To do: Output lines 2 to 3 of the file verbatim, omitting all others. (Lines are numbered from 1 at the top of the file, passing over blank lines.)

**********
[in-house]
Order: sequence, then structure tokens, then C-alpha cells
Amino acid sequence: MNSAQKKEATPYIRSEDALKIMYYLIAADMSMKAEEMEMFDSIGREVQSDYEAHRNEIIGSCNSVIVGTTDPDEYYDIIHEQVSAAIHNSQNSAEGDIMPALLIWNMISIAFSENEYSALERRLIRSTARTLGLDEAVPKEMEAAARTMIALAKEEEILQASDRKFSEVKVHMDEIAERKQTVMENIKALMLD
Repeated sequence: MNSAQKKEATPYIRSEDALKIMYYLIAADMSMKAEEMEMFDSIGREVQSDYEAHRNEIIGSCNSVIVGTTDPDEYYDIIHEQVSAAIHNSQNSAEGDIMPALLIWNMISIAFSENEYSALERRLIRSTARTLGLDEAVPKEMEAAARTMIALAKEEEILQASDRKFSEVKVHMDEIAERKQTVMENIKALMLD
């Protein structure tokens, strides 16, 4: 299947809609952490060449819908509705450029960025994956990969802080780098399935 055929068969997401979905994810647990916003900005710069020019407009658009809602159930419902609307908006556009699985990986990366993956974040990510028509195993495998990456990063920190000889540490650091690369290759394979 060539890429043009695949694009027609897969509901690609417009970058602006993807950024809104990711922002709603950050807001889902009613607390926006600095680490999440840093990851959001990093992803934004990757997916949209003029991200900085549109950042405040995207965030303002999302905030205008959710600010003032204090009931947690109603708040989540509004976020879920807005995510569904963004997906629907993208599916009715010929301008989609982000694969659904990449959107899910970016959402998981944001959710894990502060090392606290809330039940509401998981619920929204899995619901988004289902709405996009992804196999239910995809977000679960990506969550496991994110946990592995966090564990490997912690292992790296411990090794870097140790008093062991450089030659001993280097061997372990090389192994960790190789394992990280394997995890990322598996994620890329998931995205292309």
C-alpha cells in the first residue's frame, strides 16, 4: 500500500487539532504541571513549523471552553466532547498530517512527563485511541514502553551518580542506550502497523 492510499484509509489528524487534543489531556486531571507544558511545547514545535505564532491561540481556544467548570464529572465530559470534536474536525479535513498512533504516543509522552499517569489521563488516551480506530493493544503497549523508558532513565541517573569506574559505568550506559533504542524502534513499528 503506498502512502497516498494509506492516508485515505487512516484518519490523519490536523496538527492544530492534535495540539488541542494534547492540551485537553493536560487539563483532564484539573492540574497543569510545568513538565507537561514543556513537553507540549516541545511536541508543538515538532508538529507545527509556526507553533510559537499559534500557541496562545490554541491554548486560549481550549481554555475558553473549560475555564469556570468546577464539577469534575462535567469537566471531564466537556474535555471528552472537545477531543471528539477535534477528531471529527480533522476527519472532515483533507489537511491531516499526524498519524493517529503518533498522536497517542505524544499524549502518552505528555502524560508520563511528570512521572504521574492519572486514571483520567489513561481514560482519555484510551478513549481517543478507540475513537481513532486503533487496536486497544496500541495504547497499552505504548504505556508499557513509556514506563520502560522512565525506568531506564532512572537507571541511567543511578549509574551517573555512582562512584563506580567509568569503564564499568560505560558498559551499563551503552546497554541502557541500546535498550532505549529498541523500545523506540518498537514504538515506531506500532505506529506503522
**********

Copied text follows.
Order: sequence, then structure tokens, then C-alpha cells
Amino acid sequence: MNSAQKKEATPYIRSEDALKIMYYLIAADMSMKAEEMEMFDSIGREVQSDYEAHRNEIIGSCNSVIVGTTDPDEYYDIIHEQVSAAIHNSQNSAEGDIMPALLIWNMISIAFSENEYSALERRLIRSTARTLGLDEAVPKEMEAAARTMIALAKEEEILQASDRKFSEVKVHMDEIAERKQTVMENIKALMLD